Where’s the beef? Have you ever wondered whether all these Web 2.0 tools can be effectively utilized inside the firewall? Come see how a Fortune 100 corporation uses social search, blogs, wikis and podcasts for their technical workforce. You’ll be taken upon a tour of various applications, and Rich will explain what worked … and what didn’t.
I love hearing about what *didn’t* work! Thanks, Rich.
We’ve got a session title on the board entitled, “Can identity be a filter for information overload?” Ian Glazer, an analyst with Burton Group is moderating. Here’s the thing: I want help figuring out who Ian should be talking to.
With that goal in mind, a couple of points:
1. This topic is consistently rated as one of the topics that people REALLY want to hear about.
2. The idea is simple: shouldn’t my “identity” help me to more effectively deal with information overload? Shouldn’t it help me find things I wouldn’t normally find and filter out those things that I know I won’t want. Shouldn’t our computers, software and technology get smart enough to know me? I think this goes beyond personalization — I’m not looking to explicitly set up preferences. This should be an implicit act.
3. “Identity Management” is something I know a bit about, and I know that there aren’t any established identity companies doing any of this effectively. Now, to be sure, these companies tend to focus on the enterprise not the interweb. But still, isn’t *anyone* working hard on this? I know folks are — what I want to know is who are the people I should really be talking to about this stuff. Who’s going to blow my mind with a prototype? Who’s the entrepreneur with a big vision that can change this whole field?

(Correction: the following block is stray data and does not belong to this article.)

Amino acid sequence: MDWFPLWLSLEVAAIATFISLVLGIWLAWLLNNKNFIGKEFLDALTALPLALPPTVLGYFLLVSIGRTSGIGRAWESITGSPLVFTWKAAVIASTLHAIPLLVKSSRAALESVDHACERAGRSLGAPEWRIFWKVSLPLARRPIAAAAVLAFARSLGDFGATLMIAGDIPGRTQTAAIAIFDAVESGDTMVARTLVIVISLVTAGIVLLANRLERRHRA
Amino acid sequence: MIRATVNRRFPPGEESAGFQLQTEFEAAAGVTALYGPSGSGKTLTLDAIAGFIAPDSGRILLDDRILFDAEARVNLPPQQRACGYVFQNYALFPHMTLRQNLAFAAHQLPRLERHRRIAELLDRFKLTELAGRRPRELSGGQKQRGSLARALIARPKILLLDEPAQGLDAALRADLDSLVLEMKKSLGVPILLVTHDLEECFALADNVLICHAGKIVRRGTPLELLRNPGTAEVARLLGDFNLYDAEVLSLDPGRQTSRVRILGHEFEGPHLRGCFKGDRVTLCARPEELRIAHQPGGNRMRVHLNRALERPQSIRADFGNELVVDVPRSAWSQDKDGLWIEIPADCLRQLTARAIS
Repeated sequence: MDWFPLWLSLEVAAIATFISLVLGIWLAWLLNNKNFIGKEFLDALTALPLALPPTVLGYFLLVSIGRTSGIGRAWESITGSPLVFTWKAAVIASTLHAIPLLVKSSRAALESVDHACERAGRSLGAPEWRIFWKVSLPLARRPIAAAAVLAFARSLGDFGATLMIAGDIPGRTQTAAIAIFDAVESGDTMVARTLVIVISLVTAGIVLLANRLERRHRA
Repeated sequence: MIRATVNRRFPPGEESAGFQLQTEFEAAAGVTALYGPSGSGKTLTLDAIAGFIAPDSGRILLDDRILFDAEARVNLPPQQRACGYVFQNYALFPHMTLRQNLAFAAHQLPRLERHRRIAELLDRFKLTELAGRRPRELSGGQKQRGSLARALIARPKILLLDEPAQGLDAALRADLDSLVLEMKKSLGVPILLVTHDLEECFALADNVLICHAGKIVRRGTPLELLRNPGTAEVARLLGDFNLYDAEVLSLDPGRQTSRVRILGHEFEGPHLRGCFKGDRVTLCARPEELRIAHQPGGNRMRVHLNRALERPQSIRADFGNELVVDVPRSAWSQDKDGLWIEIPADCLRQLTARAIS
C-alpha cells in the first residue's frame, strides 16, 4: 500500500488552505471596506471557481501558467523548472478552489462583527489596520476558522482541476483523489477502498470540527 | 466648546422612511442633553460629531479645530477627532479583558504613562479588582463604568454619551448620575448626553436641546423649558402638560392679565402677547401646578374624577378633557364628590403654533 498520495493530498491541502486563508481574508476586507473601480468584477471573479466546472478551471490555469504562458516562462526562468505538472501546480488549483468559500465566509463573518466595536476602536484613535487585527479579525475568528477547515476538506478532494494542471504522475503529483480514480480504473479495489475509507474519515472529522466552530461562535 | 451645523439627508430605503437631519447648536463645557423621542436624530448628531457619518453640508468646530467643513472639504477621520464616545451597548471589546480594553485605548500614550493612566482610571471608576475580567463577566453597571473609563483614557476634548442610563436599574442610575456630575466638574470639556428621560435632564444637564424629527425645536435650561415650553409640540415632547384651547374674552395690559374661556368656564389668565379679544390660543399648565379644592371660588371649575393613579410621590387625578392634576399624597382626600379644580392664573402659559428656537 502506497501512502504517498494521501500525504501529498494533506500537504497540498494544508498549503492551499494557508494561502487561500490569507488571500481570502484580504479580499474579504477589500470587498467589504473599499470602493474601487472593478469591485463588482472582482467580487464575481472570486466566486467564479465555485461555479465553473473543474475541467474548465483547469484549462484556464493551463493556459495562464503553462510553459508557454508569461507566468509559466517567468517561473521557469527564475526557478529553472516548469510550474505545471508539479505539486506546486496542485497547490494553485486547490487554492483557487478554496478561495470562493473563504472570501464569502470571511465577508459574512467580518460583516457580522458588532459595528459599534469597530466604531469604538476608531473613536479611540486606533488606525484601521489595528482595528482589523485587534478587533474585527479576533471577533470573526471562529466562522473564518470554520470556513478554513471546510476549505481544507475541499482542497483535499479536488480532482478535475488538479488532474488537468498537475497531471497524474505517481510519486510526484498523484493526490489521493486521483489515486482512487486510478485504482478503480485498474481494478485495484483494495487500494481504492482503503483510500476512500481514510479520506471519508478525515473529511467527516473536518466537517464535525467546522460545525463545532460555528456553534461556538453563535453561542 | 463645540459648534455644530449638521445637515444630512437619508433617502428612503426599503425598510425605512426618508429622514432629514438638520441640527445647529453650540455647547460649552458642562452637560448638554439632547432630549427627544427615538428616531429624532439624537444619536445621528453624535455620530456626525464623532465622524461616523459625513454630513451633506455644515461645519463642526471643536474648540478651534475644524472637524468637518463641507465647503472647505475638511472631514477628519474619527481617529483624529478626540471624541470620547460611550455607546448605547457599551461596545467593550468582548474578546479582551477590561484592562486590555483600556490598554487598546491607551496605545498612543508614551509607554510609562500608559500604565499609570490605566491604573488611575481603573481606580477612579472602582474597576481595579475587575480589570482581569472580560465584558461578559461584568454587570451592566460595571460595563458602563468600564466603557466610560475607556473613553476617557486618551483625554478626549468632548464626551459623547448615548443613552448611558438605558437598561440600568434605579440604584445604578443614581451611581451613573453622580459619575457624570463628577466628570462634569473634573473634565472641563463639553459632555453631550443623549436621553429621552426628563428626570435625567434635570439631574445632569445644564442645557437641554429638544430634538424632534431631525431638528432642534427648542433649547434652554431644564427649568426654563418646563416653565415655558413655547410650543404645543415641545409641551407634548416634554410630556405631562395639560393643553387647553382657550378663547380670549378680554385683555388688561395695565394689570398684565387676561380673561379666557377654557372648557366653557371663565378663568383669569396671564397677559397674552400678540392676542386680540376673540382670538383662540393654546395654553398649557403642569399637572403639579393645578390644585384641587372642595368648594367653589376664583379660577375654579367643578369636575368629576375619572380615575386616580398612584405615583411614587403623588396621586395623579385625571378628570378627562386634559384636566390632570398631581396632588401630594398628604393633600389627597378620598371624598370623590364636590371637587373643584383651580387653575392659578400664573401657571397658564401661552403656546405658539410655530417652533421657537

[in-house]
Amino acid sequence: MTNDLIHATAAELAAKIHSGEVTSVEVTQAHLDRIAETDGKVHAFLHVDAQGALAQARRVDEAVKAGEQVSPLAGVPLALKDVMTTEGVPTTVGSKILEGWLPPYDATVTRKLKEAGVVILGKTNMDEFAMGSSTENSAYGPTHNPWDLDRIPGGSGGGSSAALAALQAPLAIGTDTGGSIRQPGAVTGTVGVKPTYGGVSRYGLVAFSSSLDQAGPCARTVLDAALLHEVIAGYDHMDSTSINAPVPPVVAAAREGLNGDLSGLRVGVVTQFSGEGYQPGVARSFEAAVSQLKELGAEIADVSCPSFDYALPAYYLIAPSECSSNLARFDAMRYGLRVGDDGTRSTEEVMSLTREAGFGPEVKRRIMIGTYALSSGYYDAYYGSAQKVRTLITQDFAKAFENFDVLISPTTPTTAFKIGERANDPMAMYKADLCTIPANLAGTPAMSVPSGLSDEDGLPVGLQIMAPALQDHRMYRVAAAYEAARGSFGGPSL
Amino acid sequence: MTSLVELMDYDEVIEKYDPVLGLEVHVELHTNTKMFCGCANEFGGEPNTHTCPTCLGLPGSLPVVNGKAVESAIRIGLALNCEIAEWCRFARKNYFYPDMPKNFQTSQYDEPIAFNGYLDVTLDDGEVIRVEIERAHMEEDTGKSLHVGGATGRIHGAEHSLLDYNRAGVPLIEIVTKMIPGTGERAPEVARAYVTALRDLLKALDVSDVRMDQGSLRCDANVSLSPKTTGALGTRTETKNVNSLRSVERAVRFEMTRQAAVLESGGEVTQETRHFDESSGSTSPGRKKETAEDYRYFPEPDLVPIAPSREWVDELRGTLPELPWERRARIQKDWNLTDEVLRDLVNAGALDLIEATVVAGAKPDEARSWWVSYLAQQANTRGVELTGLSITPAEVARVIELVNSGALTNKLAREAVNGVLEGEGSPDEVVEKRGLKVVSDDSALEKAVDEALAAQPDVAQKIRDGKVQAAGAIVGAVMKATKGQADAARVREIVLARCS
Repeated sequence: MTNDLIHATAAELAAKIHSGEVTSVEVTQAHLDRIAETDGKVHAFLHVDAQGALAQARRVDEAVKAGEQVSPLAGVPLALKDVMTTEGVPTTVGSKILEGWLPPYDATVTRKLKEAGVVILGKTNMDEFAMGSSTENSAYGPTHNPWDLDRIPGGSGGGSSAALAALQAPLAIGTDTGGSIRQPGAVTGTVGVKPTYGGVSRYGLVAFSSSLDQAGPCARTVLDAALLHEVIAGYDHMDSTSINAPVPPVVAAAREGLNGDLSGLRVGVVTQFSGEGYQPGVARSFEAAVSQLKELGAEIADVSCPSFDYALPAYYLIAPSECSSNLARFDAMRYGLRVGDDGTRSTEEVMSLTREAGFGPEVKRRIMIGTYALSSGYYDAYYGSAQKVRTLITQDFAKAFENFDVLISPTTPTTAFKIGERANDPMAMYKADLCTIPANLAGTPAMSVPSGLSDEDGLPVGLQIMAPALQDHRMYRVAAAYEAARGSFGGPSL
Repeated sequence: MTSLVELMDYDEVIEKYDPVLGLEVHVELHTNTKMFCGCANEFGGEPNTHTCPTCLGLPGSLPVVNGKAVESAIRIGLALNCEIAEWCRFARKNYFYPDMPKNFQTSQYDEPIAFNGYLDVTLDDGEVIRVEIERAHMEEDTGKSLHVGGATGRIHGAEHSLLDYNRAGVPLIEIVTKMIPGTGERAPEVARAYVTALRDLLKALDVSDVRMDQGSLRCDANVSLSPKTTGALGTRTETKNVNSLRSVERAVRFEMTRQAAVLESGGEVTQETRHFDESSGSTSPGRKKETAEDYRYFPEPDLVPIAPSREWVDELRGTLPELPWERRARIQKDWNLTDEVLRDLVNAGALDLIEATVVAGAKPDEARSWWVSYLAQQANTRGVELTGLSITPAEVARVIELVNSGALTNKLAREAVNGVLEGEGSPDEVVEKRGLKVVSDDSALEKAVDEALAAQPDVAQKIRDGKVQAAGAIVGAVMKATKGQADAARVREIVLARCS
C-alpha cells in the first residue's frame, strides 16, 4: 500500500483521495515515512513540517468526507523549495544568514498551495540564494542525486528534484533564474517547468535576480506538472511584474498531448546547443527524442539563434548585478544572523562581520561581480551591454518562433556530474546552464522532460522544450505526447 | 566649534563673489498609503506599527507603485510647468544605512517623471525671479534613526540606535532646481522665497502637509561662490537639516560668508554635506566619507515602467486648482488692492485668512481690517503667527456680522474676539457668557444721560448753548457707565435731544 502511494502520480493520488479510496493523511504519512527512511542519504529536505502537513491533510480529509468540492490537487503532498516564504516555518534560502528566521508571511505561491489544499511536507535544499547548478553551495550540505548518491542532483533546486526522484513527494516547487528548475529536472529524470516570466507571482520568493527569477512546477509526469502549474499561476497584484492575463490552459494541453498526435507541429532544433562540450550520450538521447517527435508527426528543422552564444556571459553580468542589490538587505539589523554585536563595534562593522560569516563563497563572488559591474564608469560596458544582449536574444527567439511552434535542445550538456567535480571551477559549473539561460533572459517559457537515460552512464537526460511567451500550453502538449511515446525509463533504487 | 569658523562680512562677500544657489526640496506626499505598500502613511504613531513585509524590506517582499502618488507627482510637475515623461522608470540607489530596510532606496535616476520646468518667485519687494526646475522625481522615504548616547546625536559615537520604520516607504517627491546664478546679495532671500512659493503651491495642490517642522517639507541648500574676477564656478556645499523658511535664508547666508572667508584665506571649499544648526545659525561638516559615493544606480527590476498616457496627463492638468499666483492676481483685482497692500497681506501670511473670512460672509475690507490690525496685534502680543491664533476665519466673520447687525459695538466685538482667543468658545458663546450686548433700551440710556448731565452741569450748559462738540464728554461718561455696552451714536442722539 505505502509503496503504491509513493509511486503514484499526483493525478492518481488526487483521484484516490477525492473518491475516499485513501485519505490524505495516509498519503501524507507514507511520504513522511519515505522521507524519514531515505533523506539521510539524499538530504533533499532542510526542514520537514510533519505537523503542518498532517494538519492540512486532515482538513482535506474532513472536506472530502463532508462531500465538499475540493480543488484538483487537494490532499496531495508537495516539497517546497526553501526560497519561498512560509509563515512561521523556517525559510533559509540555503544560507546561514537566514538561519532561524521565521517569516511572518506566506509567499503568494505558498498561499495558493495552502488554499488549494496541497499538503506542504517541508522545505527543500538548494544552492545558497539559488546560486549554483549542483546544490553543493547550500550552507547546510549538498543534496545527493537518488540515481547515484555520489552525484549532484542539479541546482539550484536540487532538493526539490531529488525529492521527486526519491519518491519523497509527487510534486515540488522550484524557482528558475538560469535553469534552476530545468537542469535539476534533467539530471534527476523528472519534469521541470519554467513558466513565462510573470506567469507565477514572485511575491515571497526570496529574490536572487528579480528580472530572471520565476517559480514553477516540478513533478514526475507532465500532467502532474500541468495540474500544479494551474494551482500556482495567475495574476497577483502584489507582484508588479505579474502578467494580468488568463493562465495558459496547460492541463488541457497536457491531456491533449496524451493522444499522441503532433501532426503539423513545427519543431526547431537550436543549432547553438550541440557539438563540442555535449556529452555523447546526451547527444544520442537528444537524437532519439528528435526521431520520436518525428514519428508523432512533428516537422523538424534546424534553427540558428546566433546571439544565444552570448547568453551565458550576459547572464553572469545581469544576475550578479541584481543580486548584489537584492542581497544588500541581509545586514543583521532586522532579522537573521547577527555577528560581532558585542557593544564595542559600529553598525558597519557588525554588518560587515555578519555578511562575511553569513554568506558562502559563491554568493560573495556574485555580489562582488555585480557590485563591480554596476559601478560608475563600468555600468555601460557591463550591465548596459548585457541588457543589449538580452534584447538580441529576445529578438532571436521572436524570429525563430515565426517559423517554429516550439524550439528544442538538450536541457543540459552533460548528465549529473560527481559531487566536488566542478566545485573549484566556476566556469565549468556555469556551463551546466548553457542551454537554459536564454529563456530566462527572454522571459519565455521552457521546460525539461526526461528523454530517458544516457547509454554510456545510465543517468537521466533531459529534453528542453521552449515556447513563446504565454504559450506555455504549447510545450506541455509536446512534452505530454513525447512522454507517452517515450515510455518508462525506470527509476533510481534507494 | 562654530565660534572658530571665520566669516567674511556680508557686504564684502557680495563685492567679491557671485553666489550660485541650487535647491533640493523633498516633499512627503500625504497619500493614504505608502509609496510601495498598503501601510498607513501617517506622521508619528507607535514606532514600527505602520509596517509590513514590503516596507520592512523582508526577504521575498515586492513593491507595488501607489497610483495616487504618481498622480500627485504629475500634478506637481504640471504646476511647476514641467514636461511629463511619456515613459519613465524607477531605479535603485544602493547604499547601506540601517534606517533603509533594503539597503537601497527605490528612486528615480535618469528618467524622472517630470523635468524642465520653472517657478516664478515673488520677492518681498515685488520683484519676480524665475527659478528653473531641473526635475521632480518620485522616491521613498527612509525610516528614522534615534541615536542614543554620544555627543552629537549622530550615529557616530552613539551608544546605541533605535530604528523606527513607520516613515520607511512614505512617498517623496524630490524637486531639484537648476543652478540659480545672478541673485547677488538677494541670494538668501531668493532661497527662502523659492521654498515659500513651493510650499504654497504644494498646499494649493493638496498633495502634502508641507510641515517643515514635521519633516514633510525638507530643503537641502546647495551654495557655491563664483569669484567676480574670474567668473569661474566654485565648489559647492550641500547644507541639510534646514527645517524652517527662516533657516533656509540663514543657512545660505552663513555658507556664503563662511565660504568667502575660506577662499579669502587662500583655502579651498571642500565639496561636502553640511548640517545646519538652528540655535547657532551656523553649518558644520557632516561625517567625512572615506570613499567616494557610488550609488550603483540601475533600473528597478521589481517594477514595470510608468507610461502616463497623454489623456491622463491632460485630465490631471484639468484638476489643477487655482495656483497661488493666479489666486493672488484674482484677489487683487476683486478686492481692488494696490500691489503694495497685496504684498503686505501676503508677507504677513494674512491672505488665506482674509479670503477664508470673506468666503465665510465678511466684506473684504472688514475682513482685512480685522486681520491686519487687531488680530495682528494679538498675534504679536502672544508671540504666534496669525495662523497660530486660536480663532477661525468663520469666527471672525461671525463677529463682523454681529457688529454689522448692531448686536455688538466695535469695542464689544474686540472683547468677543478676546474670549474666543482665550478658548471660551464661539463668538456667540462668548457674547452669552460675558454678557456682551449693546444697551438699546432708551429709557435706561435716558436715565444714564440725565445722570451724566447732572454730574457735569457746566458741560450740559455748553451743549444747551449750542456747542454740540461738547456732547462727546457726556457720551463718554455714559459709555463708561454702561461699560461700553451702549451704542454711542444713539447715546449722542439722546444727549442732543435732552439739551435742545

So, help us out, won’t ya? I’ve got Ian Glazer of Burton Group moderating the session — and we’re looking for every good idea you have. Lend a hand.
I’ve been reading a meme lately that goes something like, “tech has gotten boring,” and all I can say is “not in my world.” Sure, maybe if you’re obsessed with the valley-echo, things may seem a little ho-hum, but I’ve been working on the Defrag agenda, so I’m just damn excited!
To that end, I thought I’d start detailing the agenda a bit with both some informal thoughts from me, and some “official” session descriptions as they happen. So, let’s get on with some of the *interesting* things happening at Defrag:
1. “Strategic Intuition and Defrag“: Professor William Duggan is opening the conference with this session. I was introduced to Professor Duggan’s recent book (Strategic Intuition) via Phil Becker. Phil’s wife, Kathi, saw Bill speak at the University of Chicago and immediately recognized the value it held for the defraggy crowd. Professor Duggan’s research focuses on the process by which strategic decisions get made. He details his work through examples as diverse as Napoleon and the Buddha. When I picked up the book, it was a mere matter of paragraphs before I was seeing that the brain processes he details are one of the “big pieces” of what we’re trying to solve with regards to information overload.